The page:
Boston Dynamics’ latest Atlas robot sure has some (creepy) moves


Boston Dynamics

Just a day after announcing the retirement of its hydraulic humanoid robot Atlas, Boston Dynamics has revealed a new version of its bipedal robot — a fully electric version designed specifically for real-world applications. 

In a video showcasing the new version, which is still named Atlas but looks very different from the previous generation, a robot lies on the ground. After spinning its legs around 270 degrees, the robot rises to its feet, pivots its head and body around 180 degrees, and walks away. It’s all a bit creepy.

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The new Atlas has no exposed wires or cables, a more human-like head and body design where the head is a large ring light, and an overall much sleeker feel. Movement is still a bit clunky, but significantly smoother and quieter than its predecessor.

Boston Dynamics said the new Atlas is not only stronger and more agile, but also has a wider range of motion than any previous generation. While the previous Atlas could lift and maneuver heavy objects, the retooled Atlas takes those capabilities and adds a number of grip variations for different environments.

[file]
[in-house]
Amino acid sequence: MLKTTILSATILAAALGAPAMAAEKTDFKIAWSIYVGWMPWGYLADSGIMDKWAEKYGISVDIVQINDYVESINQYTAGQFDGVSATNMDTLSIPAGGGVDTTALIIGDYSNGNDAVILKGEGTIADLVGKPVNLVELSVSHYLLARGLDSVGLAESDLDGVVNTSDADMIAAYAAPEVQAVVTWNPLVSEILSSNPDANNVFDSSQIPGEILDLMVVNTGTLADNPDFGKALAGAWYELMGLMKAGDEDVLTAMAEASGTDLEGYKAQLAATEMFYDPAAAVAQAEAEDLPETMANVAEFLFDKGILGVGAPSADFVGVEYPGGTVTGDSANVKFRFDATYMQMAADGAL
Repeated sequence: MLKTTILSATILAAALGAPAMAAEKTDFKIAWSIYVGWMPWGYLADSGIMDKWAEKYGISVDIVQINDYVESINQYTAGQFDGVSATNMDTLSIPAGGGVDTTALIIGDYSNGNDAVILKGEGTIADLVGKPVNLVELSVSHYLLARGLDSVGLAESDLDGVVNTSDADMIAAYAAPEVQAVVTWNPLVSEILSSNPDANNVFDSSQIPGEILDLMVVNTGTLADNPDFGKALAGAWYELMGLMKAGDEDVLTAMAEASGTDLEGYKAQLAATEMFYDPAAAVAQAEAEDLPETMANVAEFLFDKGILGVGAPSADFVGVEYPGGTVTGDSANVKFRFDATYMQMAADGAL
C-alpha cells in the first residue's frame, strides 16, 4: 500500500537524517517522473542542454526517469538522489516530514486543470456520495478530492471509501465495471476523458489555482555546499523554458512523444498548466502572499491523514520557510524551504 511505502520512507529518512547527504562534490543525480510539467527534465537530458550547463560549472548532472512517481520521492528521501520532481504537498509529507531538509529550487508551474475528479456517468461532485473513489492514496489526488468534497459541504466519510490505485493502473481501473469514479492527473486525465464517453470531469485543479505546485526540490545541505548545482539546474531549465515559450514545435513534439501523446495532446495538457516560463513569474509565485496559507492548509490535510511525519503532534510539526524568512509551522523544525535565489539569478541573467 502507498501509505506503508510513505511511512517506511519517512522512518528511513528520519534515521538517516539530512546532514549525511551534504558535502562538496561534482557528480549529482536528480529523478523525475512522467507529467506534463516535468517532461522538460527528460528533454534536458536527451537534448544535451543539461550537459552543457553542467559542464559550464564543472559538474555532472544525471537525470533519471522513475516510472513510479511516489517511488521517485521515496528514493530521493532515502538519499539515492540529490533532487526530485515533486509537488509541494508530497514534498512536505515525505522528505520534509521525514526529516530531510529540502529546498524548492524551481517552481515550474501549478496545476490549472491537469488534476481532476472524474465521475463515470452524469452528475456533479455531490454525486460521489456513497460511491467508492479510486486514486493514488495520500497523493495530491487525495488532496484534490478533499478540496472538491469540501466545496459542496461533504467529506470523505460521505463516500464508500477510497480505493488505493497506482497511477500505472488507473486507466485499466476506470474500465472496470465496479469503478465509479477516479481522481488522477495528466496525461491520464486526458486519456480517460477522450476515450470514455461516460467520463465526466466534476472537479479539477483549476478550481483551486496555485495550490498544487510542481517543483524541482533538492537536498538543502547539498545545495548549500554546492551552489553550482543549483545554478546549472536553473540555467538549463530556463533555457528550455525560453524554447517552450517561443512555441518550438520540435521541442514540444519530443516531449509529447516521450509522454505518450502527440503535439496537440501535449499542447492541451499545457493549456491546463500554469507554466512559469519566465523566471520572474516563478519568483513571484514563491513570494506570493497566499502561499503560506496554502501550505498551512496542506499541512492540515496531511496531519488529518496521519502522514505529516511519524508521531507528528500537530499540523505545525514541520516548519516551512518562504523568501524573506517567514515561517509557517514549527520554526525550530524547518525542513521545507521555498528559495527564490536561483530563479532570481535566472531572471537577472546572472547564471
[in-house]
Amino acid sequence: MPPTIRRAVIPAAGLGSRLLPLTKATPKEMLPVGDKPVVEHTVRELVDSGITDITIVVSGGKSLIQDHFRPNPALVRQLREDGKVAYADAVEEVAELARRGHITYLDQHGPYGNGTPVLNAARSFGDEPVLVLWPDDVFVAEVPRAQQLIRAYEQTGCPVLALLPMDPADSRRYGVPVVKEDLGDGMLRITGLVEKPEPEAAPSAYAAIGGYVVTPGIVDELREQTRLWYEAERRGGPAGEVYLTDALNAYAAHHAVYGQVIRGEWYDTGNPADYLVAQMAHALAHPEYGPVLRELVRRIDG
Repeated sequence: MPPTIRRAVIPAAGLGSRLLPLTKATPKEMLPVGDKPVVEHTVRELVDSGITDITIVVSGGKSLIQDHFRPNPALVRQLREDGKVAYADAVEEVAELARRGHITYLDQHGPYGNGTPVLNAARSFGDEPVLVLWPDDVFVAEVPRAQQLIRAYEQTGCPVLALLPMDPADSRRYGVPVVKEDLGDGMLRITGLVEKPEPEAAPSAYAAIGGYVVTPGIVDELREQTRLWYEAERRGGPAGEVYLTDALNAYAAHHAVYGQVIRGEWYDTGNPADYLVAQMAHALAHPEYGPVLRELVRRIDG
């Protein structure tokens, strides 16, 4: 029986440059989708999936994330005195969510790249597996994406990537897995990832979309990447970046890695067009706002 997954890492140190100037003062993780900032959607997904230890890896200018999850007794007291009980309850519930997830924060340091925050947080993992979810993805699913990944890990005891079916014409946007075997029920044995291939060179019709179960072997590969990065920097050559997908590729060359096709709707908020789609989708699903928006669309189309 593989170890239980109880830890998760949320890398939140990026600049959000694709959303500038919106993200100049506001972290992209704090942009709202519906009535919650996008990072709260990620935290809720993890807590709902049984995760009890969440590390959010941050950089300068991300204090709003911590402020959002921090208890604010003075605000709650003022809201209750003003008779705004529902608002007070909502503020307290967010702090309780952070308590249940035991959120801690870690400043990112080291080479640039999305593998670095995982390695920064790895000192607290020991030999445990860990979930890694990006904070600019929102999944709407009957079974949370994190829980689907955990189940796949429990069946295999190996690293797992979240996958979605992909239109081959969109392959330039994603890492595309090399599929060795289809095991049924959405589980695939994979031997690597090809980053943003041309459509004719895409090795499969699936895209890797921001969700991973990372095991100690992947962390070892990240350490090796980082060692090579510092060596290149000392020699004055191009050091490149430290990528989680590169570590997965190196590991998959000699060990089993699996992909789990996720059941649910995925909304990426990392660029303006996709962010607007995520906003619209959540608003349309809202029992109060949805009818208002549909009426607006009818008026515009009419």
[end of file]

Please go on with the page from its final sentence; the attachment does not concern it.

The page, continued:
Despite the humanoid form factor, the new Atlas will be able to move in the most efficient way possible, without the physical limitations of the human body, according to its creators. “Atlas will move in ways that exceed human capabilities,” Boston Dynamics wrote, adding that the company was confident the robot would be able to take on the most boring, dangerous, and dirty tasks.

The company acknowledged that the robot’s physical capabilities are only a small part of making something successful for commercial use. In addition, companies need a robust IT structure, safety standards, buy-in from employees, and operational processes. “We believe that humanoids will be most effective,” the company wrote in a press release, “if they are deployed with in-depth models of a facility and lots and lots of data about how it operates.”

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